The WALA Plant Library

Synonyms for Quince: None Known
Scientific Name: Cydonia oblonga
Family: Rosaceae


The quince, which grows as a shrub in the wild, is a small tree only about 3 to 4 m (9 to 12 feet) high. From May to June it produces large cup-shaped flowers which are white to delicate pink. The fruits, which weigh 300 to 500 g, are pear- or apple-shaped depending on the variety and are covered by a characteristic felty coating. This wipes off easily, revealing the wax-coated skin which emanates a sweet, fresh fragrance when rubbed. Although it has been cultivated by mankind for thousands of years quince has undergone little change as a result of selection and has thus largely retained the character of a wild fruit.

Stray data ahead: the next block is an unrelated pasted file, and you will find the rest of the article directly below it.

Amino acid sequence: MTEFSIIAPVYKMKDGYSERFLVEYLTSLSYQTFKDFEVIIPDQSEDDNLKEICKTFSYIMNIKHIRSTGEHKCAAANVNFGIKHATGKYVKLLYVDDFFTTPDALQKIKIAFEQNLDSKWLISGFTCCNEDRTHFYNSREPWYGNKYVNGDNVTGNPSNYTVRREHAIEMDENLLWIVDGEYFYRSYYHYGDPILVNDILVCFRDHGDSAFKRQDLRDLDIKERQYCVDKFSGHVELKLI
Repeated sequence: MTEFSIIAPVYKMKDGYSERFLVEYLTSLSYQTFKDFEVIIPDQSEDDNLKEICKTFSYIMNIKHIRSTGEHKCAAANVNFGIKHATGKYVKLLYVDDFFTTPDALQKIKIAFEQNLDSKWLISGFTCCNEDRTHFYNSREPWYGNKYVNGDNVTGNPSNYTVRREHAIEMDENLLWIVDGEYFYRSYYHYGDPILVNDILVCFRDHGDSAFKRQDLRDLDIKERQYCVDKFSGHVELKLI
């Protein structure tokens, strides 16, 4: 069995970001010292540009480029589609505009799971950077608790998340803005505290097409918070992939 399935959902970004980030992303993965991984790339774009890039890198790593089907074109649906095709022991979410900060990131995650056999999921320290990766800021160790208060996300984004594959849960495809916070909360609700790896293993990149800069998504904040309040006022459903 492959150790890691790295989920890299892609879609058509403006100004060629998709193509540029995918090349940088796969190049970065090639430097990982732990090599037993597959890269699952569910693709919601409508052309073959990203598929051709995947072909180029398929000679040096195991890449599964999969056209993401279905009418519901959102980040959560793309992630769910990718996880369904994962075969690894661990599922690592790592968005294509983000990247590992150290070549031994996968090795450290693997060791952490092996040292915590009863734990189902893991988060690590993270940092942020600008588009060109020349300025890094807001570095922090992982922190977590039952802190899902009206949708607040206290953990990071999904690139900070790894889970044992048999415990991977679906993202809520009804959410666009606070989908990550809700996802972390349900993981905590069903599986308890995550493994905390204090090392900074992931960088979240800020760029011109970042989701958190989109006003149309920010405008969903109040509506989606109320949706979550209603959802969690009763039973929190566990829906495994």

For cultivation a sheltered site should be chosen as the wood is sensitive to frost. The quince is generally free of pests and diseases. One exception is fire blight to which it is particularly susceptible. The ripe fruits are harvested from September to October. If the fruits are to be stored the best time to harvest is when the color begins to turn from green to yellow. Stored in a cool place without touching, the fruits remain fresh for up to 10 weeks.